... also called bradycardia, is defined as a resting heart rate (pulse) less than 60 beats per minute. Having a heart rate less ... People with certain heart conditions may take medications which lower the heart rate as one of the goals of therapy. ... In fact, people in good cardiovascular shape have a low heart rate. ... Slow Heart Rate (Overview) Slow heart rate, also called bradycardia, is defined as a resting heart rate (pulse) less than 60 ...
If people have symptomatic bradycardia ie dizzy light headedness etc. The may need a pacemaker. If pts heart rates are low ... pauses or longer and arent on any thing like beta blockers etc a pacemaker will help keep the heart rate at a programmed rate ... Fowler on what can relieve symptoms of bradycardia: ... Slow Heart Rate (Definition) Slow heart rate, also called ... A pacemaker: If people have symptomatic bradycardia ie dizzy light headedness etc. The may need a pacemaker. If pts heart rates ...
... heart block explanation free. What is heart block? Meaning of heart block medical term. What does heart block mean? ... Looking for online definition of heart block in the Medical Dictionary? ... Bradycardia - A slow heart rate, usually under 60 beats per minute.. heart block. impairment of conduction in heart excitation ... In heart block the pulse is generally very slow, as the lower chambers can only beat at their intrinsically low rate. Heart ...
PNS or vagus nerve stimulation slow the heart rate ( Bradycardia) , 60 bpm. Factors that raise the heart rate are called ... heart rate slows down. As low as 20 bpm. Heart on its own would go 100. bpm, but vegas nerve keeps it at about 70 bpm.. Think ... stress by slowing the heart rate and reducing the force of heart muscle. contractions. They also reduce blood vessel ... binds to beta-adrenergic receptors in the heart and increases the heart rate.. Peak is at 160-180 bpm SA node can not go any ...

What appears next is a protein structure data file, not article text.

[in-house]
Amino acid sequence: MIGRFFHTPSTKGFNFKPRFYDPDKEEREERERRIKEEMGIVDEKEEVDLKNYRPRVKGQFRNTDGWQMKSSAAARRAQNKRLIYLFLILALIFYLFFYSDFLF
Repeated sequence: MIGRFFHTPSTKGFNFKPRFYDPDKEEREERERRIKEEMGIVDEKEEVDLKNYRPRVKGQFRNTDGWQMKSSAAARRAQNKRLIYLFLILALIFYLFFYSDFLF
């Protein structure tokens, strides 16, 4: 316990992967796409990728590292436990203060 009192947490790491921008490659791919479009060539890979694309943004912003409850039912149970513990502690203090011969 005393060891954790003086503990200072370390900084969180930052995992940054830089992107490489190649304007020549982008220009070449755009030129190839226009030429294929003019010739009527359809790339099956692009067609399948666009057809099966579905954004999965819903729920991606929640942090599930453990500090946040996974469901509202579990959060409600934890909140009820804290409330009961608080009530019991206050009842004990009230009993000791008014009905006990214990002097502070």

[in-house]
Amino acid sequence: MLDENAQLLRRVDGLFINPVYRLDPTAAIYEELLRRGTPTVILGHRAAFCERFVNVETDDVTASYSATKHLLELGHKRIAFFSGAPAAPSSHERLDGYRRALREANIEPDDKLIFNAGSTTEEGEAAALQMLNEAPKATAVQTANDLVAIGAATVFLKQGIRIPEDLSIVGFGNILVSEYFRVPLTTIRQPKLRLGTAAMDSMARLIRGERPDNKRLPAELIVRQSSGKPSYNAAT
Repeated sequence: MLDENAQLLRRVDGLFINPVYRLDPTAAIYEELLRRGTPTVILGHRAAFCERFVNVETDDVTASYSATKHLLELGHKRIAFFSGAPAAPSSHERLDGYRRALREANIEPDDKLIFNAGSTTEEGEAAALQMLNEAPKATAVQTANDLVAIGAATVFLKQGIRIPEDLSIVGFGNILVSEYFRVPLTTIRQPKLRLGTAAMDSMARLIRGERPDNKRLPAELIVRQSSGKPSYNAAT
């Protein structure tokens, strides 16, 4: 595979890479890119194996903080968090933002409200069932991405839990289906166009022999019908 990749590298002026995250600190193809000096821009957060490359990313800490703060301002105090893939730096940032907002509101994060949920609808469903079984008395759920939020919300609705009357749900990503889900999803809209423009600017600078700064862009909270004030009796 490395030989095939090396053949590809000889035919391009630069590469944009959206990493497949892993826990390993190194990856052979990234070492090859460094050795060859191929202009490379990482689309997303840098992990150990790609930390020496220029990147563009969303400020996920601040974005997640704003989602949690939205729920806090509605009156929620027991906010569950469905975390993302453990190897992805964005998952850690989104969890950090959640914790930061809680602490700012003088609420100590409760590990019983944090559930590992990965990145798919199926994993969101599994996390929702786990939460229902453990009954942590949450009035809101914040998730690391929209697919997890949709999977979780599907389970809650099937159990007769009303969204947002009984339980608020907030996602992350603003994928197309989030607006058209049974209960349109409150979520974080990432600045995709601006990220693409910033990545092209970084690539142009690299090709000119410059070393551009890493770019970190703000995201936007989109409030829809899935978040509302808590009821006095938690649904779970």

Bradycardia- abnormally slow heart rate (Usual= 60bpm and 100bpm). Arrhythmia- irregular heart beat ... a) is a reflection of the hearts stroke volume.. stroke volume=(SV) the amount of blood pumped out of the heart (left ... a) a heart rate above 60 beats per minute (b.p.m) ... an irregular heart rate. d) the normal variation of heart rate ... a) is a reflection of the hearts stroke volume.. b) reflects the blood volume in the arteries during diastole.. c) ...